I realize no one really writes checks anymore, but hear me out. Would you ever hand someone a signed check with everything except the amount filled out? Of course not. But every day, photographers are presented with third-party usage agreements, drafted within the cavernous halls of corporate legal departments, that potentially obligate the photographer to unlimited sums of money. That’s right—even when you license a photo for little (or even zero) money, you may end up owing thousands of dollars or more to the licensee that uses the photo.
As ludicrous as this seems, it’s not a particularly farfetched scenario. If you’re sued for a licensee’s actions, for any reason, you may be on your own to defend yourself. If the licensee is sued, they may send you the bill for their defense and/or expenses—a potentially unlimited amount. But what could really go wrong? You know you took the photo, you own the copyright, and that one of the rights granted to the copyright holder is to license the photo to others. Pretty cut-and-dry, right? Well, yes, those aspects are. However, there are other problems that can occur in the course of third-party licensing, some of which may be outside your control. Let’s say you license a photo to a magazine for publication. Any of the following are possibilities, however remote they might be:
- Copyrighted artwork was present in the photo—the artist sues you and/or the publisher for copyright infringement.
- The photo is of a celebrity-owned property. The published article includes text that the celebrity owner believes is detrimental to their career. You do not have a property release. The owner sues you and/or the magazine.
- The magazine receives an injunction from a court that has determined their publication of the photo violated someone’s rights. The magazine sues you for their expenses and lost revenue, since you took the photo and licensed it to them for the purpose of publication.
DISCLAIMER: I am not an attorney and nothing in this article should be construed as legal advice. The topics and content outlined in this article are meant to provide talking points for a conversation between you and your attorney. Some or all of the topics discussed here may not pertain to your individual circumstances, and the information is provided without warranty or guarantee of any kind.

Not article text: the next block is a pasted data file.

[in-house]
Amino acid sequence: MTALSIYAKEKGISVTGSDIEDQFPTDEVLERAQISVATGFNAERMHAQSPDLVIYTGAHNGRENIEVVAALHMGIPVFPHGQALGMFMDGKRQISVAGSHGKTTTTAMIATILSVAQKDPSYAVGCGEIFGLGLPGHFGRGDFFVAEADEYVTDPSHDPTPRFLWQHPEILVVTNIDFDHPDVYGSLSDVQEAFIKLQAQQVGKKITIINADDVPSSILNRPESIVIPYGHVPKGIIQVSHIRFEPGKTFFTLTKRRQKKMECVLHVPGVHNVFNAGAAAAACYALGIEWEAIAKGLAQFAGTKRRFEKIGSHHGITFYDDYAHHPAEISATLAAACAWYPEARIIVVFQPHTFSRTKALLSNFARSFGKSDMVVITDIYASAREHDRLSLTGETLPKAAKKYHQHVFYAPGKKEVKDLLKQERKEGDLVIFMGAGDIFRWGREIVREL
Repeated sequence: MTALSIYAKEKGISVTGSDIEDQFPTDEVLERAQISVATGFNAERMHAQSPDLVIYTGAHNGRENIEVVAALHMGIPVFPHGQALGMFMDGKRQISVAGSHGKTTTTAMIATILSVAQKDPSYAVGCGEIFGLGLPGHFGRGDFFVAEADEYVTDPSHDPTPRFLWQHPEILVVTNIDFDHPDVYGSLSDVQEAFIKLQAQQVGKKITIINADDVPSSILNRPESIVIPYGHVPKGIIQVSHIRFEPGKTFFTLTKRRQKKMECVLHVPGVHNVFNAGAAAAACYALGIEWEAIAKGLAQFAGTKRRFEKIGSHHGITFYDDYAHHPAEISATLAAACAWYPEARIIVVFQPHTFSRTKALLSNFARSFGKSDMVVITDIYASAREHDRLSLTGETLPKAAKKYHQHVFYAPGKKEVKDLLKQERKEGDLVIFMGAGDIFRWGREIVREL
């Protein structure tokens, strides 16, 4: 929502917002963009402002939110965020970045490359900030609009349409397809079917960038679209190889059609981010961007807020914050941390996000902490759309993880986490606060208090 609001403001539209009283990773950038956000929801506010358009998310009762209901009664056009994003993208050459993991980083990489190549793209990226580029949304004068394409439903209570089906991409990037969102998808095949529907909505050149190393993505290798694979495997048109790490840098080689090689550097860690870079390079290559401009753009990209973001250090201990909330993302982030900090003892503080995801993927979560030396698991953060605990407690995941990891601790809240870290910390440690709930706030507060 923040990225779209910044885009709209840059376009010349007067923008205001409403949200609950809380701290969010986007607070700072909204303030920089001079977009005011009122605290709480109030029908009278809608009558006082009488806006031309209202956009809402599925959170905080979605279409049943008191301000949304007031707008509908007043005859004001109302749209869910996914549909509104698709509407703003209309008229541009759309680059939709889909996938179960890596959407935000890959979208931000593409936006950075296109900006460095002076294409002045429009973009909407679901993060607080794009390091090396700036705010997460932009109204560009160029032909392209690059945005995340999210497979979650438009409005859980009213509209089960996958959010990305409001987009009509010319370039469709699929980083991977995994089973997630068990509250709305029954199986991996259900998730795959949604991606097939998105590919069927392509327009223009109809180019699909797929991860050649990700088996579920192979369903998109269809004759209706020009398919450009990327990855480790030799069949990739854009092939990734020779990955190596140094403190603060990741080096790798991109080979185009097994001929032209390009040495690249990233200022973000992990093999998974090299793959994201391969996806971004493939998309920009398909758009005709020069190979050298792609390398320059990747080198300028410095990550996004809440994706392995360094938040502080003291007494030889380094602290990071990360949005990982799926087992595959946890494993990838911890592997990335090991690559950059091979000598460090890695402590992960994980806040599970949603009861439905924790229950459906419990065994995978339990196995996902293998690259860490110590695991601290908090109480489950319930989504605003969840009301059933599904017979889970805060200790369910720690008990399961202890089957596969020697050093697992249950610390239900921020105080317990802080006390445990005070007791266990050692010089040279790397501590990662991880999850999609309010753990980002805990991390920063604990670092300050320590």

General Terms to Watch For
If you closely examine many client- or licensee-drafted usage agreements, you’re likely to find a few specific terms lurking within, that potentially translate into a lot of money. Most commonly, they are: represent, warrant, hold harmless, and indemnify. Let’s break down what these terms mean.
According to Westlaw, “A representation is an assertion as to a fact, true on the date the representation is made, that is given to induce another party to enter into a contract or take some other action. A warranty is a promise of indemnity if the assertion is false.” Often used together, both are important terms. When you “represent” that something is true, this goes beyond a standard such as “to the best of your knowledge.” The other party is relying on your representation to be true as part of the agreement, so if it turns out to be false, there’s more to it than saying, “Oops, my bad!” There is a likelihood that they will have suffered in some way as a result and are entitled to, for example, cancel the agreement and demand a refund from you (in addition to possible other remedies). When you further “warrant” that a representation is true, you’re basically saying that if the other party suffers a loss as a result, you’ll do whatever it takes to make them whole again (i.e., you’ll be on the hook for potentially a lot of money).
“Hold harmless” is usually a fair ask in business situations, provided it is worded properly. Essentially, you’re agreeing that you will not hold the other party responsible (liable) for something. Let’s say the licensee publishes your image (as outlined in the agreement) and you are subsequently sued by a third party. By signing a “hold harmless” clause, you are unable to seek damages from the licensee in court, unless the nature of the dispute is outside the scope of the hold-harmless clause. I don’t usually have a problem signing clauses of this nature, so long as they exclude conduct by the licensee that breaches the terms of the agreement. But if the reason I’m being sued is because of the licensee’s misconduct, I should absolutely be able to recover my costs from them, since it was their misconduct that caused me to be sued. However, when reviewing a hold-harmless clause, it is important to consider what’s not being said, as much as what’s being said. Just because a licensee’s actions do not technically breach the agreement, does not mean they are incapable of causing you harm.